How to pick a tech stack and architecture.

Building a Data Visualization App with Flask and React (part 2)

This is part 2 in a multi-part series describing the process of designing, building, and deploying a complex web application. This series follows the development of Narratus, a data exploration and visualization app.

You can also check out:

Backend: 1. Part 1: Gathering Requirements 2. Part 2: Picking a Tech Stack 3. Part 3: Building a Data Model - (coming soon) 4. Part 4: Authentication with JavaScript Web Tokens (JWT) - (coming soon) 5. Part 5: Building the API Endpoints - (coming soon) 6. Part 6: Using Automated Testing - (coming soon) 7. Part 7: Saving Passwords with AWS's Key Management System - (coming soon) 8. Part 8: Executing User-Provided SQL Against a 3rd Party Database - (coming soon) 9. Part 9: Deploying Backend to Ubuntu server - (coming soon)

Frontend: 1. Part 10: Building the Views - (coming soon) 2. Part 11: Incorporating Redux - (coming soon) 3. Part 12: Pulling Data from API - (coming soon) 4. Part 13: Testing - (coming soon)

In the same way a new acquaintance at a party might ask "what do you do?", software developers will often ask each other: "what's your stack?" What we're looking for is a list of the languages and technologies they use to build and support their products. For example, a developer might describe their stack as a Ruby on Rails Monolith using Postgresql. They might also mention their operating system, a frontend framework, or any other major piece of technology they are using. The most popular tech stacks sometimes even get a cute acronym: MEAN, LAMP,

Choosing a Programming Language

So here we are, armed with our requirements doc (see Part 1) and ready to start coding. Except we don’t know what language we’ll be coding in (astute readers may have a guess based on the title of this series).

While making this decision, we should first consider the platform on which the app will be used. If we were targeting native Android we’d probably choose Java (though there are other options). Likewise, iOS is often developed in Swift. Native Mac and Windows apps can be efficiently made in a variety of languages, though Java is the most popular. We're going to be targeting the web browser, so we'll take a look at some good options for backend languages on that platform.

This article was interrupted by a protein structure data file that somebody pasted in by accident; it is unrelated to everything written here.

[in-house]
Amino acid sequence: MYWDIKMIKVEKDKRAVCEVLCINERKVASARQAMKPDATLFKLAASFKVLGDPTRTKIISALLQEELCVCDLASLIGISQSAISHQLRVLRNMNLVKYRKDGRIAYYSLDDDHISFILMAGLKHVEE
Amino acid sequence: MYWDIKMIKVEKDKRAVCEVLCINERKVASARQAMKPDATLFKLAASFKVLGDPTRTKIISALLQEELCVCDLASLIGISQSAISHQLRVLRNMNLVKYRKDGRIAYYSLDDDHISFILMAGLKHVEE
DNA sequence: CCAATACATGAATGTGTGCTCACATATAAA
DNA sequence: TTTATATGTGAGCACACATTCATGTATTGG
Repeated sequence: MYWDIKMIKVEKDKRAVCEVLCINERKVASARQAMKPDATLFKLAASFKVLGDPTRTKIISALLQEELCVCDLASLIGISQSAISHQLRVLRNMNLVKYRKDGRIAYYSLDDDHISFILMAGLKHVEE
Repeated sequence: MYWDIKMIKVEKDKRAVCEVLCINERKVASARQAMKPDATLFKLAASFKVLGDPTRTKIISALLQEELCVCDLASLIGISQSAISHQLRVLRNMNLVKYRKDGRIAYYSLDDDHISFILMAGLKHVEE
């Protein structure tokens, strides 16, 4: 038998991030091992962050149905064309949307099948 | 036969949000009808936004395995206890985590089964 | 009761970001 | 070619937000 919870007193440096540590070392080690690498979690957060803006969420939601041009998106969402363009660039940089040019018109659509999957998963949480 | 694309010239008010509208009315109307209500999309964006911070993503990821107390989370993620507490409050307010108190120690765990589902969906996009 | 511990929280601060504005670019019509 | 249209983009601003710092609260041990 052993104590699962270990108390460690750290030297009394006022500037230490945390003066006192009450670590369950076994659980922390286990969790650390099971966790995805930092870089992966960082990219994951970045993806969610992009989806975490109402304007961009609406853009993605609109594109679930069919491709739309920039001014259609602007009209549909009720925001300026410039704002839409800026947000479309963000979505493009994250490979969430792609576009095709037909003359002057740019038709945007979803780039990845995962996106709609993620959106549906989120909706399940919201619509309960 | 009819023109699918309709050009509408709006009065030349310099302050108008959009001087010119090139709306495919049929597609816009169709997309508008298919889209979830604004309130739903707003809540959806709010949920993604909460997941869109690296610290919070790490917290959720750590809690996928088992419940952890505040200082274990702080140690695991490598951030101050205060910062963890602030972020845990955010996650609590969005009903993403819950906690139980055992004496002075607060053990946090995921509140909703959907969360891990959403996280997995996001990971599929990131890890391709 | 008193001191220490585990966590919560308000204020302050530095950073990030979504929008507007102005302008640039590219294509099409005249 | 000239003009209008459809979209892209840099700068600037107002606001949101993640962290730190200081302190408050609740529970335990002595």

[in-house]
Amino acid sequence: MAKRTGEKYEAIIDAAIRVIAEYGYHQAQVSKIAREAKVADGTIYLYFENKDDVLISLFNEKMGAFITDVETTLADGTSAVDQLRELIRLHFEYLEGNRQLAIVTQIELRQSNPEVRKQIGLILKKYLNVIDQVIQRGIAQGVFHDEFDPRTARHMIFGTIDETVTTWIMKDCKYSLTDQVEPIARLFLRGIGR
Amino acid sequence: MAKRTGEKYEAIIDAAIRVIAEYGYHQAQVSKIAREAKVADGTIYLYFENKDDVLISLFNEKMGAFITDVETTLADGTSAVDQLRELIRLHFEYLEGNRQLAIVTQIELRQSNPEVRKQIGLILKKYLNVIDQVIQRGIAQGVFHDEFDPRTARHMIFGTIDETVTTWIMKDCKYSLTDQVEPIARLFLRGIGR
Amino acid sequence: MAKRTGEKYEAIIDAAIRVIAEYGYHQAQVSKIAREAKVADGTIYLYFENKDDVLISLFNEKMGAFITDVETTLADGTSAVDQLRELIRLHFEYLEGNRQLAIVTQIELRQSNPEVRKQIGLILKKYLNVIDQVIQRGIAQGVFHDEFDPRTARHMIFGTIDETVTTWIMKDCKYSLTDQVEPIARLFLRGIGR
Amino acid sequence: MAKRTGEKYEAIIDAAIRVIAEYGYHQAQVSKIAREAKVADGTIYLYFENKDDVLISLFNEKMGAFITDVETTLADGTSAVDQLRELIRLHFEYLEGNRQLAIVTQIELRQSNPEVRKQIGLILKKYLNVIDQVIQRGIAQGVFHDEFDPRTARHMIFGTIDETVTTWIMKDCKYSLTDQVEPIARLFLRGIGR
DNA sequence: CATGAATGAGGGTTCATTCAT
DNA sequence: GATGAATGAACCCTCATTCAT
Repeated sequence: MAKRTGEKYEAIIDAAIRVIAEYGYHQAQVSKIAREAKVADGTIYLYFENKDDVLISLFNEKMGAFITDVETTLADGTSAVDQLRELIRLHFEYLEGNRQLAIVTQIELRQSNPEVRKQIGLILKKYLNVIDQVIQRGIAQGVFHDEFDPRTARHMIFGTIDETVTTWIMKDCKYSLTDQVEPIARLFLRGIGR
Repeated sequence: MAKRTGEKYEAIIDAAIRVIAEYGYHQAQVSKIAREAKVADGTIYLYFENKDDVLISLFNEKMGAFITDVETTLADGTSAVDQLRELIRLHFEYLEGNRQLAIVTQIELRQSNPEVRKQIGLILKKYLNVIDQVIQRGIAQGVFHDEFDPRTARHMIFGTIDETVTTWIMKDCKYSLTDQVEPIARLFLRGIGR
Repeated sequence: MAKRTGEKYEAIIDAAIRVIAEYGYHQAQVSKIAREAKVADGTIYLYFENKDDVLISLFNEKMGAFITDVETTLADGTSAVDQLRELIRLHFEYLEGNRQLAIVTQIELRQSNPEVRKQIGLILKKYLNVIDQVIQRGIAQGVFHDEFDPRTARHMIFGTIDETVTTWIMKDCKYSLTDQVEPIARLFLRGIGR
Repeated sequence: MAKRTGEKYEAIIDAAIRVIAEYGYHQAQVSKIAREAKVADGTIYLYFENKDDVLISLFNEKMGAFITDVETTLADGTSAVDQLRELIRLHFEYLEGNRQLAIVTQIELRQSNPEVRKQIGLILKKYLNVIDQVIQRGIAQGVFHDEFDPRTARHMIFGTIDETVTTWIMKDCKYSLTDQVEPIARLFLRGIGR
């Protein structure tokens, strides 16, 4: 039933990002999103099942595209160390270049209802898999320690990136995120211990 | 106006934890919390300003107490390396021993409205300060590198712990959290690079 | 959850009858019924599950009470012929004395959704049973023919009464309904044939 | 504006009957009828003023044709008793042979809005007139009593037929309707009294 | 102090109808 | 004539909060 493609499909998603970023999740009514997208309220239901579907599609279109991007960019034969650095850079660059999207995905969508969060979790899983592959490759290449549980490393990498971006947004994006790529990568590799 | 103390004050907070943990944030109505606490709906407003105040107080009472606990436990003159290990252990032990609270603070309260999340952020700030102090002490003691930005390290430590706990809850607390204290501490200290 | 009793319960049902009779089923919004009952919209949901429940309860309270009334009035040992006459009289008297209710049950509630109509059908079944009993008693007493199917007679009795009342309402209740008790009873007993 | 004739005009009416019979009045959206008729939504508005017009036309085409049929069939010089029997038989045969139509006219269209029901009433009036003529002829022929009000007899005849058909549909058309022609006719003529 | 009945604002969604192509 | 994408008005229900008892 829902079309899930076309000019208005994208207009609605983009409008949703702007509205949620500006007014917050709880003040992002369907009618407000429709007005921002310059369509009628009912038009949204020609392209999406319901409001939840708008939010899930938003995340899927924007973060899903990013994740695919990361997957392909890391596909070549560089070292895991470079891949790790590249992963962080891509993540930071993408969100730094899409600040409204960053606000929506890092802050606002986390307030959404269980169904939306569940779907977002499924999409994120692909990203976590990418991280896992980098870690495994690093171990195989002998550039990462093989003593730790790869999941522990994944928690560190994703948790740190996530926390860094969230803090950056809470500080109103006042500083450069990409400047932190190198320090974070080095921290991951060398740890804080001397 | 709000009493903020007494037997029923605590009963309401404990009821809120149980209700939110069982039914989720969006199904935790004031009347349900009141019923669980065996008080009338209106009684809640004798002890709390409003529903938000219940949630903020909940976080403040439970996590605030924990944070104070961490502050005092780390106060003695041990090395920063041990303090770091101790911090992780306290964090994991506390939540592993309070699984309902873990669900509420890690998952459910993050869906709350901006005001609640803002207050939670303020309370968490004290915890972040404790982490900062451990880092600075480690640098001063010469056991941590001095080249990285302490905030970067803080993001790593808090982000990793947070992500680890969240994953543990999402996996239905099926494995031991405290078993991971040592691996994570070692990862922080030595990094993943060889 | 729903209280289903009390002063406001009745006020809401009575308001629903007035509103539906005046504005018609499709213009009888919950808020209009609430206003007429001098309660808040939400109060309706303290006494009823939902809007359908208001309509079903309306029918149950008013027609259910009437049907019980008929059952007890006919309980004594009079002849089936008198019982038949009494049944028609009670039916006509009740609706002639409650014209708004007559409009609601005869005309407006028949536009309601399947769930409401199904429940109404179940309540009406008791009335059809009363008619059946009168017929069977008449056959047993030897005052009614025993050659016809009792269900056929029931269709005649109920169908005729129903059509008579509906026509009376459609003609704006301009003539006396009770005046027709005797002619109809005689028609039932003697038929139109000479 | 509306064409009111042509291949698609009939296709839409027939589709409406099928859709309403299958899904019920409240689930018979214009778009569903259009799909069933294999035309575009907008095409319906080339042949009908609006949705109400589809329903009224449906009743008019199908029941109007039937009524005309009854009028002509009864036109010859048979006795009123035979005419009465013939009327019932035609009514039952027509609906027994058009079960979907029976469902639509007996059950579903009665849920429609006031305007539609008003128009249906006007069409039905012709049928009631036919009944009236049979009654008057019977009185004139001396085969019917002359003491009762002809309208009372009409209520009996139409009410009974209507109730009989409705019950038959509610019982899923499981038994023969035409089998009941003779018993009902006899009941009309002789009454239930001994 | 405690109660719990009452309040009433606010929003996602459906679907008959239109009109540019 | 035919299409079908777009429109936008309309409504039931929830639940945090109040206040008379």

Ruby was invented in the mid-90s, but really took off as a language with the creation of Ruby on Rails, a web framework that allows Ruby developers to efficiently create websites. Ruby is known as a fun language to code in with a supportive developer ecosystem. Some popular websites built with RoR include: Basecamp, Hulu, Zendesk.


JavaScript’s popularity (or possibly notoriety) comes from it being the only scripting language that can execute in all web browsers. Almost all websites include at least some JavaScript to add interactivity on the frontend. With the Node.js runtime, it has become popular to run JavaScript on the backend, as well. It’s strength is that many people know the language, so there are a ton of resources and a large developer community. Some popular websites built with Node.js include: PayPal, Yahoo!, Groupon.


Pronounced "see-sharp", this language was designed by Microsoft in the early 2000s. While it is a robust general purpose language, it is most commonly used with Microsoft’s .NET framework for web development. If you like the Microsoft ecosystem this is a good option for you. Websites built with C# include: StackOverflow, Microsoft, GoDaddy.


Python has been around for awhile, but has recently surged in popularity. While some of this new found popularity is due to it’s use in data science and machine learning, it is also a good choice for web development. The syntax is similar to JavaScript and other C-based languages, though one of the places Python shines is in the readability of it’s code. Some websites using Python include: YouTube, Google, Quora.

It should be noted that many simple websites will not need a backend, either because they do not need to persist data, or they take advantage of 3rd party APIs for their advanced features.

One of the most important considerations when picking a backend is: what languages do you and your team know. While certain languages may provide some benefits for certain use-cases, often the benefit of having a development team that is comfortable and productive with the chosen language is more impactful than inherent differences in the languages.

With the above advice in mind, I've chosen Python for use with the Narratus application.

Choosing a Backend Framework

Frequently with backend languages there will be libraries that are commonly used to abstract out some of the common problems of building a web app. These libraries are often call "frameworks". Some languages have a single dominant web framework, such as C#'s .NET framework and Ruby's Rails framework. Other languages, like Python, have multiple popular web frameworks.

When deciding on a framework, the experience of your developers is important, but not as important as when choosing a language. It is a much smaller task to learn a new framework than to learn a new language.